What is training volume?
Strength training volume is a key determinant of the amount of muscle growth that happens after a sequence of workouts. However, exactly how we should best measure volume is unclear.
Common methods of measuring training volume include counting the number of sets to failure or the volume load (sets x reps x weight), although many approaches have been used by researchers.
Even so, none of these current methods of measuring volume may be ideal, because they do not accurately record the volume of the mechanical stimulus that triggers muscle growth.
The mechanical stimulus that triggers muscle growth is the duration of time for which the muscle fibers controlled by high threshold motor units are activated and shorten slowly. Contractions that involve faster movement speeds, or which do not activate these particular fibers, do not stimulate much hypertrophy. Sets of light or moderate loads must therefore include some reps that cannot provide any stimulus at all. Despite this, most of our current methods for measuring volume will record them as part of the total.
When measuring volume for bodybuilding, it would be best if we only counted those reps that activate high-threshold motor units while bar speed is slow, and which therefore stimulate muscle fiber growth.
Let me explain.
What is the mechanical loading stimulus?
Hypertrophy is the result of single muscle fibers increasing in volume, usually by an increase in their diameter, but also by increases in length.
Single muscle fibers are stimulated to grow once they have detected mechanical loading or deformation with receptors located on their cell membranes, called mechanoreceptors.
The mechanical loading experienced by the whole muscle is therefore completely irrelevant for stimulating hypertrophy, because the whole muscle has no means of detecting this tension. The only thing that matters is the mechanical tension produced and detected by each muscle fiber.
The mechanical tension detected by a muscle fiber is determined by (1) whether the fiber is activated, and (2) the speed at which the muscle fiber shortens, because of the force-velocity relationship. According to the force-velocity relationship, slower shortening velocities allow greater tension to be exerted. These two factors are affected by the size of the external load used, and the degree of fatigue experienced.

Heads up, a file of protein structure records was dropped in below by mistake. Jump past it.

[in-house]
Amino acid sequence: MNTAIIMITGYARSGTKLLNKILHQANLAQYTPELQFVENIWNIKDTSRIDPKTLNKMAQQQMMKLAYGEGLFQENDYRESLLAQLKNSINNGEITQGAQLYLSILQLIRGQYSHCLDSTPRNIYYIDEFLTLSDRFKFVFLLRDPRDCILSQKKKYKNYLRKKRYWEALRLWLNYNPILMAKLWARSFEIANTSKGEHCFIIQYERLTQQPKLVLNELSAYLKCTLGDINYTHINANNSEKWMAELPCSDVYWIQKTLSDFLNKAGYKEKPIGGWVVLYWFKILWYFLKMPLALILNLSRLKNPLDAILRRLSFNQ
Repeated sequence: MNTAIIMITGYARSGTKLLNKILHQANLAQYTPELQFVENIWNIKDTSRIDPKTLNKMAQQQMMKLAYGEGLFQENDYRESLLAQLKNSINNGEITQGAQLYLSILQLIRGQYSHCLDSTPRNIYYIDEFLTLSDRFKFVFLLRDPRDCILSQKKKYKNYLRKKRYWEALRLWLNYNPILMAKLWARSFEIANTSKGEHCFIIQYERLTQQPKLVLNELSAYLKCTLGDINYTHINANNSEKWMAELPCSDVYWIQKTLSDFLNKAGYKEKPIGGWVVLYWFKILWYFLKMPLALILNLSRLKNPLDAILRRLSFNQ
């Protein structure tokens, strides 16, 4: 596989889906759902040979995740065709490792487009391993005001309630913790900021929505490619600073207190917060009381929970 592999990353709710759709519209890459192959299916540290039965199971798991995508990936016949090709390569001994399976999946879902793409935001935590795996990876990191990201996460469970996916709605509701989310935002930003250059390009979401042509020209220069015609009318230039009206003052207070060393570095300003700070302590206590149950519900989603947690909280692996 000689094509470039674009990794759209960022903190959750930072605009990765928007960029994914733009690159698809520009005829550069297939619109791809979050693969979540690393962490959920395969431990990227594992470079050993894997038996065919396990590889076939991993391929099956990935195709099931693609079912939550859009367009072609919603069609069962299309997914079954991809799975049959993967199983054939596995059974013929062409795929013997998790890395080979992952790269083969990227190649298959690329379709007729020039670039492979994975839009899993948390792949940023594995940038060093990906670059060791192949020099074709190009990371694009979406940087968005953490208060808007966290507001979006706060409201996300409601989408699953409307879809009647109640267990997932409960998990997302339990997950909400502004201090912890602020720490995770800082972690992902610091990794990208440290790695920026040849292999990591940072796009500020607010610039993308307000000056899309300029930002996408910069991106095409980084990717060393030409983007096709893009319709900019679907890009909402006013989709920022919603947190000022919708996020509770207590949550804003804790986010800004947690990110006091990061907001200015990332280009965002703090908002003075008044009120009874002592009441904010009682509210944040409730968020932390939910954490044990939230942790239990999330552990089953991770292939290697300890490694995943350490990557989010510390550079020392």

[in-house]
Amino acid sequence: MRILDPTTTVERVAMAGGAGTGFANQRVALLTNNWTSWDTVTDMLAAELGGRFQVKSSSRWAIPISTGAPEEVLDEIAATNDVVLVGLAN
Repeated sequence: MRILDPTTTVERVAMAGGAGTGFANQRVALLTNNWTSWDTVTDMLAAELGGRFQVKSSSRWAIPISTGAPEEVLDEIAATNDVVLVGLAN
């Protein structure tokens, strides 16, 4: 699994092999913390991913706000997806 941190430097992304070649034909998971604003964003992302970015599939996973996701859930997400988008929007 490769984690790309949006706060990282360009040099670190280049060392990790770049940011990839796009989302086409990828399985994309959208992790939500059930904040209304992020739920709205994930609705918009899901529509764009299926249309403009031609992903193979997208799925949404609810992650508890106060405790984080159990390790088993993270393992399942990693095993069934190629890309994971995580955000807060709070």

Let’s look at each of those two factors more closely.
#1. Muscle fiber activation
Muscle fibers are activated when the motor units that control them are recruited.
Motor units are recruited in size order, with low-threshold motor units being recruited earlier than high-threshold motor units. Higher degrees of motor unit recruitment therefore increase the number of fibers that are activated. However, there is more to this story, for two reasons.
Firstly, the number of activated fibers increases *exponentially* as motor unit recruitment increases. This means that a relatively small number of high-threshold motor units typically control about half the fibers in a muscle. Failing to recruit the high-threshold motor units therefore leaves a huge proportion of the muscle fibers in a muscle unstimulated.
Secondly, the muscle fibers that are controlled by low-threshold motor units are less able to increase in size, partly because of their more oxidative nature, and partly because they are stimulated in everyday life. Stimulating them for a few dozen reps in a strength training workout pales into comparison with their usage in everyday life or during aerobic exercise (and as far as these particular muscle fibers can detect, these activities are identical).